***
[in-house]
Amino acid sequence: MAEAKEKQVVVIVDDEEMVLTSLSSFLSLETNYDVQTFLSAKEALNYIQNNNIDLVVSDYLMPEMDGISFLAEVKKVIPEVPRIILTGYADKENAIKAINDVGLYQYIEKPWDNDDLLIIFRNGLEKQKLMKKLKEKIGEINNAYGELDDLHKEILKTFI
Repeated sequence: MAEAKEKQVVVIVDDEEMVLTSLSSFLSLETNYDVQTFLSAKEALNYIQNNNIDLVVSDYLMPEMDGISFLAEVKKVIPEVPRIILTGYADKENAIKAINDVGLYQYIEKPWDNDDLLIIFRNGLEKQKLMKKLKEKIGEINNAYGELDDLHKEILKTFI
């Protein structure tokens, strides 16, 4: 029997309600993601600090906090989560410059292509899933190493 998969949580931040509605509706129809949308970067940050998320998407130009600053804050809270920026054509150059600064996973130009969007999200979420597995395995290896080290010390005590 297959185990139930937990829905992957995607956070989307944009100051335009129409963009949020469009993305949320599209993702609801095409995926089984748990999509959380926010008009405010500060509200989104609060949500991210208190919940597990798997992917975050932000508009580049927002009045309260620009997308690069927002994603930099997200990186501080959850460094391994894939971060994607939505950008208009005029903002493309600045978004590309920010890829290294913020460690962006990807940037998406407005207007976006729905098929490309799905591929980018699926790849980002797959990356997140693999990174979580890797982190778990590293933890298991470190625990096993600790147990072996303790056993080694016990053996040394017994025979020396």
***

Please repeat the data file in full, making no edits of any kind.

[in-house]
Amino acid sequence: MAEAKEKQVVVIVDDEEMVLTSLSSFLSLETNYDVQTFLSAKEALNYIQNNNIDLVVSDYLMPEMDGISFLAEVKKVIPEVPRIILTGYADKENAIKAINDVGLYQYIEKPWDNDDLLIIFRNGLEKQKLMKKLKEKIGEINNAYGELDDLHKEILKTFI
Repeated sequence: MAEAKEKQVVVIVDDEEMVLTSLSSFLSLETNYDVQTFLSAKEALNYIQNNNIDLVVSDYLMPEMDGISFLAEVKKVIPEVPRIILTGYADKENAIKAINDVGLYQYIEKPWDNDDLLIIFRNGLEKQKLMKKLKEKIGEINNAYGELDDLHKEILKTFI
């Protein structure tokens, strides 16, 4: 029997309600993601600090906090989560410059292509899933190493 998969949580931040509605509706129809949308970067940050998320998407130009600053804050809270920026054509150059600064996973130009969007999200979420597995395995290896080290010390005590 297959185990139930937990829905992957995607956070989307944009100051335009129409963009949020469009993305949320599209993702609801095409995926089984748990999509959380926010008009405010500060509200989104609060949500991210208190919940597990798997992917975050932000508009580049927002009045309260620009997308690069927002994603930099997200990186501080959850460094391994894939971060994607939505950008208009005029903002493309600045978004590309920010890829290294913020460690962006990807940037998406407005207007976006729905098929490309799905591929980018699926790849980002797959990356997140693999990174979580890797982190778990590293933890298991470190625990096993600790147990072996303790056993080694016990053996040394017994025979020396």